From Seung Sahn’s The Compass of Zen
According to the Avatamsaka-sutra, your mind makes everything. It is very simple. We already talked about how our mind makes time and space. We talked about how your mind makes the same length of time either longer or shorter. Your thinking makes here and there, up and down, good and bad. Originally these things do not exist. They come from thinking. When mind appears, everything appears. When mind disappears, everything disappears. Our mind makes this whole universe. There is a famous story that explains this point.
A long time ago in Korea, there was a great Zen master named Won Hyo. When he was a young man, he had to fight in a terrible civil war. He saw many, many men killed. He watched helplessly while innocent women and children were also ruthlessly slain in the pointless give and take of battle. Lands were overrun and livestock slaughtered. This hit his mind. “Human beings have no meaning in this life,” he thought. “Why must we make so much suffering for ourselves and all beings?” so he decided that society was no good. In disgust, and yearning to find some answer to his deep question about the nature of existence, he shaved his head, became a monk, and headed for the mountains, vowing never to return until he had understood the absolute truth about the nature of existence. In a very short time, he fathomed the teachings of the great sutras. But this did not satisfy him. Even the Buddha’s own speech could not lift the heavy burden that lay on his heart like a boulder as he looked at the misery of everyday life. Seeing his condition, several of his friends told Won Hyo about a great Zen master in China who, it was reputed, had been completely enlightened as to the matter of life and death. Perhaps this master could help him. Together with another monk, Won Hyo packed away his sutras and, with backpack and straw hat, headed north across the mountains for China.
Won Hyo traveled on foot for many, many months. Although he was very tired and weak, his determination to find a teacher was unbending. One day, he ran out of water, and as night came he collapsed on the ground, very exhausted. He awoke in the middle of the night, gripped with thirst. As he groped around for something to drink, his fingers felt the edge of a cup, filled to the brim with water. Taking it with both hands, he gratefully drank the water, which Buddha himself must have sent to help him! The water felt cool and refreshing as it ran down his throat. Because he was so thirsty, it seemed like the most delicious water he ever tasted. Happy with his great fortune, Won Hyo settled back into sleep.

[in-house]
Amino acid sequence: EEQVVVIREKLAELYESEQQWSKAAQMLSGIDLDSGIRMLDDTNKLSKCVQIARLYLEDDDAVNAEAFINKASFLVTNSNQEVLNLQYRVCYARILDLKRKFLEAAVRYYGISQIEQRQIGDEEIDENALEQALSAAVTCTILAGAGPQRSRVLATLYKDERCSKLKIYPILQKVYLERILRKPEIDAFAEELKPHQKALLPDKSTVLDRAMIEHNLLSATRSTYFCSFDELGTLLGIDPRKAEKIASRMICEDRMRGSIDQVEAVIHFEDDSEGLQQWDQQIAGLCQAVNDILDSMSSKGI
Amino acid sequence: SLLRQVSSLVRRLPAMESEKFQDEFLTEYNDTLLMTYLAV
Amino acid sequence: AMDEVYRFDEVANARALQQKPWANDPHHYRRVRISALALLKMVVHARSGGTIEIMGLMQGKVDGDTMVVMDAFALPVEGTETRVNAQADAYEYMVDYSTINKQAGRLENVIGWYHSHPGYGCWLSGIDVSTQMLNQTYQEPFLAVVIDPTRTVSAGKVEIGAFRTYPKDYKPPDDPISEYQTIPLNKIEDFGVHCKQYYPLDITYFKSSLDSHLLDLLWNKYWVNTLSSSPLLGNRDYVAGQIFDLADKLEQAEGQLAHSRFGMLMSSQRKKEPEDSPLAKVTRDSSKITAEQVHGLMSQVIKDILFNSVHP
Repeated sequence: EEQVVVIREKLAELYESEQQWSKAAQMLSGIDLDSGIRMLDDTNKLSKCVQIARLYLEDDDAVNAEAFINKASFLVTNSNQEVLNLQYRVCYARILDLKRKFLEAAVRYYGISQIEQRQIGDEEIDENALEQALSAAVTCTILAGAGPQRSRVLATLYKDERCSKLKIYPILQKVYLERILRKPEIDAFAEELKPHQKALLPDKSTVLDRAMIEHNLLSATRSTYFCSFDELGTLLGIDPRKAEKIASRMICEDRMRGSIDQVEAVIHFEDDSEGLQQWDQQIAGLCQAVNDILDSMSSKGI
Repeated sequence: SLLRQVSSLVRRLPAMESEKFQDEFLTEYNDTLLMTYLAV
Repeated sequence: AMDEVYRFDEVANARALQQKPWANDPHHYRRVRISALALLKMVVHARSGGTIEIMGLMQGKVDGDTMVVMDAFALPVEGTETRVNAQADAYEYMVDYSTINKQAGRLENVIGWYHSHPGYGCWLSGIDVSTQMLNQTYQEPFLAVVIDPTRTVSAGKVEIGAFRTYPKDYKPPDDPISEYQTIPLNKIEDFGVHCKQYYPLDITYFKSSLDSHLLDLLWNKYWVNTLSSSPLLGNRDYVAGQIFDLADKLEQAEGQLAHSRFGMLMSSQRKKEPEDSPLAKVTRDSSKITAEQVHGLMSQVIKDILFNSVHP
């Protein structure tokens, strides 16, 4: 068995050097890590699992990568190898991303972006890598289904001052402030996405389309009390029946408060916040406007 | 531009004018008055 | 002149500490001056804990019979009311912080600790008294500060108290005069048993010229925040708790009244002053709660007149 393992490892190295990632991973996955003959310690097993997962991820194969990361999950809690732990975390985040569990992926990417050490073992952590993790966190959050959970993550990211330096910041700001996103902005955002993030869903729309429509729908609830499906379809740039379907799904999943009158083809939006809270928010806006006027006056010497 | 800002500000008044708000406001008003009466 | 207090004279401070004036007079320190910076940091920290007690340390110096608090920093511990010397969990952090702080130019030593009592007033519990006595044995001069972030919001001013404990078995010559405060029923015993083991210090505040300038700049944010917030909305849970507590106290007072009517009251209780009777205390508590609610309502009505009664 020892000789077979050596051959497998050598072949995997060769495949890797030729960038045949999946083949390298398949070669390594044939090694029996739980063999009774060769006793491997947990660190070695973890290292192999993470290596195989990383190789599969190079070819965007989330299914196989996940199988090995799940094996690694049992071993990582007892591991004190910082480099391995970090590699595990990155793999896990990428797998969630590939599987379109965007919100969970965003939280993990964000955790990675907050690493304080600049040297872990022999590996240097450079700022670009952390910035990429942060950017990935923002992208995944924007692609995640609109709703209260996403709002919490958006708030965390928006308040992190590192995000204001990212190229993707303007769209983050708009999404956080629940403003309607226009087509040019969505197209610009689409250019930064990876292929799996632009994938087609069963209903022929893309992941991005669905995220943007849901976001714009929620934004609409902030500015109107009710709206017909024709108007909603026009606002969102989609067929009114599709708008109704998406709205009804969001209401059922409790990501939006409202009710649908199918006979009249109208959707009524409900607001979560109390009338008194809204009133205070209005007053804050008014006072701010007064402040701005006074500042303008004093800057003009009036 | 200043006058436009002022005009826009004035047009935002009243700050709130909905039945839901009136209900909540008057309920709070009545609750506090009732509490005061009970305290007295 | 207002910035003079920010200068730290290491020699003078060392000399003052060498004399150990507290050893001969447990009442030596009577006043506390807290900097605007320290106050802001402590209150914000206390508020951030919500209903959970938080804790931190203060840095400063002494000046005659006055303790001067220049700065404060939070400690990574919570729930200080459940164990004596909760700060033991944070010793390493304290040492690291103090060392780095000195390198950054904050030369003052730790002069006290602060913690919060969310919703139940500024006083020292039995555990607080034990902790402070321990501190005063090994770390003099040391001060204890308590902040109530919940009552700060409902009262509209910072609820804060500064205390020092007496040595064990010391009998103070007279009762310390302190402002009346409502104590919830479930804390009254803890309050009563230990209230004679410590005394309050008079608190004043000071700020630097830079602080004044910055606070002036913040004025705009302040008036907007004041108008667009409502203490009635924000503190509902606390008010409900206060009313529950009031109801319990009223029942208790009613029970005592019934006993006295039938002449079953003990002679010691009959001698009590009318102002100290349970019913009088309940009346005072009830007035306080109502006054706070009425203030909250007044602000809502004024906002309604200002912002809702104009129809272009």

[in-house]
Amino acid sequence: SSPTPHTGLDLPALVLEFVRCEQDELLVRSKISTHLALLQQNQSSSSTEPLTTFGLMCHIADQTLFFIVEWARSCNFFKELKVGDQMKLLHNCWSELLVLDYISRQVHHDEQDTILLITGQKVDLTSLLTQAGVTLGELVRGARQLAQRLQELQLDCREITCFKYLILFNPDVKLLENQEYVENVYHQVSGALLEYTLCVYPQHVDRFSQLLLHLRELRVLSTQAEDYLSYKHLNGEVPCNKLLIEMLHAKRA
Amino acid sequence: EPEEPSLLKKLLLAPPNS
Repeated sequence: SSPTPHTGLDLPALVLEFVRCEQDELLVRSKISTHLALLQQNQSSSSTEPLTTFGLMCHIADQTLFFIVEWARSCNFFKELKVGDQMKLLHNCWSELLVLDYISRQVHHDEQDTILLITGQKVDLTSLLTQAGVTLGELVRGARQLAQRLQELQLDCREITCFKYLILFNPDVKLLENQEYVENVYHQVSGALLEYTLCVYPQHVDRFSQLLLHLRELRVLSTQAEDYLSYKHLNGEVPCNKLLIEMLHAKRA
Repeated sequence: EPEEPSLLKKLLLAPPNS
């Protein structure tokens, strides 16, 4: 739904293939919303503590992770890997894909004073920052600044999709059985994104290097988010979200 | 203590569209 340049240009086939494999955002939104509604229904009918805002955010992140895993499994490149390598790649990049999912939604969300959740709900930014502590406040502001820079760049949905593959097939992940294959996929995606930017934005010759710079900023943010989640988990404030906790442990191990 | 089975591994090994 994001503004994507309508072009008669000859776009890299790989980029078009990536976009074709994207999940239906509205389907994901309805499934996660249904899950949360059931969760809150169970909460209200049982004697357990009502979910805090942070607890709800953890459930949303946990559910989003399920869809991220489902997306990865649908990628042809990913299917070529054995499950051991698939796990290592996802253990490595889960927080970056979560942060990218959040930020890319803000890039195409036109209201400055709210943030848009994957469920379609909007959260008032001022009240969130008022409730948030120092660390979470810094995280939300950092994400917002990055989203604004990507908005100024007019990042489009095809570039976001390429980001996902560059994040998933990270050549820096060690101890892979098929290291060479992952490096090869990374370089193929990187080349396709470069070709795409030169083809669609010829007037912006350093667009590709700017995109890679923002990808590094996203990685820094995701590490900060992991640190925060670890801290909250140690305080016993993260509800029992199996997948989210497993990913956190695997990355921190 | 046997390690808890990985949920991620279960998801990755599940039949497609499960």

In the morning, Won Hyo woke and found beside him what he had taken for a cup the night before. It was a human skullcap in which some rainwater had collected. There were maggots and larvae moving around the sides. The skull wasn’t so old, too, so there were still bits of flesh clinging here and there. When he saw that, his stomach convulsed in nausea. Falling on all fours, Won Hyo’s mouth opened wide, and as the vomit poured out, his mind suddenly opened and he attained enlightenment. In that moment, he completely attained the true nature of his mind: Last night, since he hadn’t seen or thought anything of the water, it was delicious. But now, seeing the skull and thinking about it, the water suddenly became very bad and made him sick to his stomach. “Ah ha,” he realized. “Everything is created by mind alone!”
Won Hyo realized that his thinking made the water good or bad, delicious or disgusting. Thinking makes things pleasant or unpleasant. Thinking makes the whole universe! Won Hyo attained this point and realized that finding a teacher in China was no longer necessary. He returned to Korea and eventually became the National Teacher. He is known as one of the greatest Zen masters in the history of Korean Buddhism.